• representation;
  • patient record;
  • artefact;
  • medical work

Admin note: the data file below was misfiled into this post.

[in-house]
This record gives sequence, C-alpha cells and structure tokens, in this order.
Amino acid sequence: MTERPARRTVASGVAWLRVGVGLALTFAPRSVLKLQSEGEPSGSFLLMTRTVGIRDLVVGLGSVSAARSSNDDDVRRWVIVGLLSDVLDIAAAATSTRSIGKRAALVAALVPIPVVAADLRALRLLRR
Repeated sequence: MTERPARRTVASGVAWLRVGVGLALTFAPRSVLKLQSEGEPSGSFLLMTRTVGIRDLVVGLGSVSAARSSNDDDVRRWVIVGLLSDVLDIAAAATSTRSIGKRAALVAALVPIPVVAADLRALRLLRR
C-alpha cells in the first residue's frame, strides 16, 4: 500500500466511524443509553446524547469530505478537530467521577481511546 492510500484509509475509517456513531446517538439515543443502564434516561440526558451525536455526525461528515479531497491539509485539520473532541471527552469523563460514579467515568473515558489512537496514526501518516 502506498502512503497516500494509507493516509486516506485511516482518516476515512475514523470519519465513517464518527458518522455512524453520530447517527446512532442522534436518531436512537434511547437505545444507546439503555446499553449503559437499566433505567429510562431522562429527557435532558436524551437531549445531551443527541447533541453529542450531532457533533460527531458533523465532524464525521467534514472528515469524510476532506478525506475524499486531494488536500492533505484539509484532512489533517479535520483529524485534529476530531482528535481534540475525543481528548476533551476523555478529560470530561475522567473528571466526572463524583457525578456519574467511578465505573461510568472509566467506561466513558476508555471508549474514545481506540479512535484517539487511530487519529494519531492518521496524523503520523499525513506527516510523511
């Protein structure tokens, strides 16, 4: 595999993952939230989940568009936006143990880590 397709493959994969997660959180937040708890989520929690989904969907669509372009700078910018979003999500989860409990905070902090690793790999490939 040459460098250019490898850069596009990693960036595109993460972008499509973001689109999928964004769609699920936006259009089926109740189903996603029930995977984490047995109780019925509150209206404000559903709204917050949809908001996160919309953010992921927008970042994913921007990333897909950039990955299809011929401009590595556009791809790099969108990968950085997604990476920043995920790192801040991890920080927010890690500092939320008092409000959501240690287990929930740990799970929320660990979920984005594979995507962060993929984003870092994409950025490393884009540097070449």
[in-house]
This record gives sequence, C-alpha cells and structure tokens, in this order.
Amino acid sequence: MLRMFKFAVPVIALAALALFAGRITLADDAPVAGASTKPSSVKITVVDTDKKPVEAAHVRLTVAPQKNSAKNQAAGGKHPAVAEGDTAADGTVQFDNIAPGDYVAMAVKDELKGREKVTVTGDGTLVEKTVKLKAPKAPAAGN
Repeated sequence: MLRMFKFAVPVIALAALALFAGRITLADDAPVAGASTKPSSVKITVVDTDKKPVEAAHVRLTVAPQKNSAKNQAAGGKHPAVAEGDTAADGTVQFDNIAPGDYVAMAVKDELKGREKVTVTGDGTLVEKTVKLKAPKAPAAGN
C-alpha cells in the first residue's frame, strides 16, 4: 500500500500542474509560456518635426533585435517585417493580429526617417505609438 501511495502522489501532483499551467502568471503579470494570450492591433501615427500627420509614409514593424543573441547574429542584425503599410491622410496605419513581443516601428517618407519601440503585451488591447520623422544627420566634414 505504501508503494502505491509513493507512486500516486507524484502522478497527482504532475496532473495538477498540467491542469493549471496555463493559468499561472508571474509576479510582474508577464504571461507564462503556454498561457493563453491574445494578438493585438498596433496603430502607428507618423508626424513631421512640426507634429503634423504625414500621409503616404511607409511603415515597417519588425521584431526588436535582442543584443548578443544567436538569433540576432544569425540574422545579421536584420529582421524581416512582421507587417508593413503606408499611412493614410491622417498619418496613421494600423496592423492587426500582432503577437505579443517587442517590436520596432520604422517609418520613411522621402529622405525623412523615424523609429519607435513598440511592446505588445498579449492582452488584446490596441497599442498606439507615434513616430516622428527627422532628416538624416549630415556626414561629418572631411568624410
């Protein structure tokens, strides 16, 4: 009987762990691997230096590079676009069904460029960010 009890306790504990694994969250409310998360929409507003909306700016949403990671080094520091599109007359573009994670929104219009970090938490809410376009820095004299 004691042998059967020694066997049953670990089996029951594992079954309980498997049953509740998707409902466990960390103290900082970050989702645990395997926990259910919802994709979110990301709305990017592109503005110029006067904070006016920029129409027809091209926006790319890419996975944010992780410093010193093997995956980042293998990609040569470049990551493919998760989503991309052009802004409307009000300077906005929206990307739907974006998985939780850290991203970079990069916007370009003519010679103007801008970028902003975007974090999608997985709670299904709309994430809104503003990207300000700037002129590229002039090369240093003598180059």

This paper contributes to a reappraisal of the sociological significance of the medical record. Building upon re-evaluations of the notion of ‘representation’ in ethnomethodological and science and technology studies, it attempts to portray the medical record as an artefact which mediates the social relations that act and work through it. Through practices of reading and writing, it is argued, the medical record figures as a fundamental, constitutive element of medical practice. To address some of the dimensions that are involved, three case fragments are discussed. The way the medical record enters into the process of ‘medical decision making’ in the doctor-patient interaction, and into that interaction itself, is discussed first. Subsequently, some aspects of how the record mediates medical work as it is performed in the wards of a hospital are outlined. A third instance of its prominent role demonstrates how practices of reading and writing tend to produce particular renderings of patients’ histories - including notions of how medical work is structured.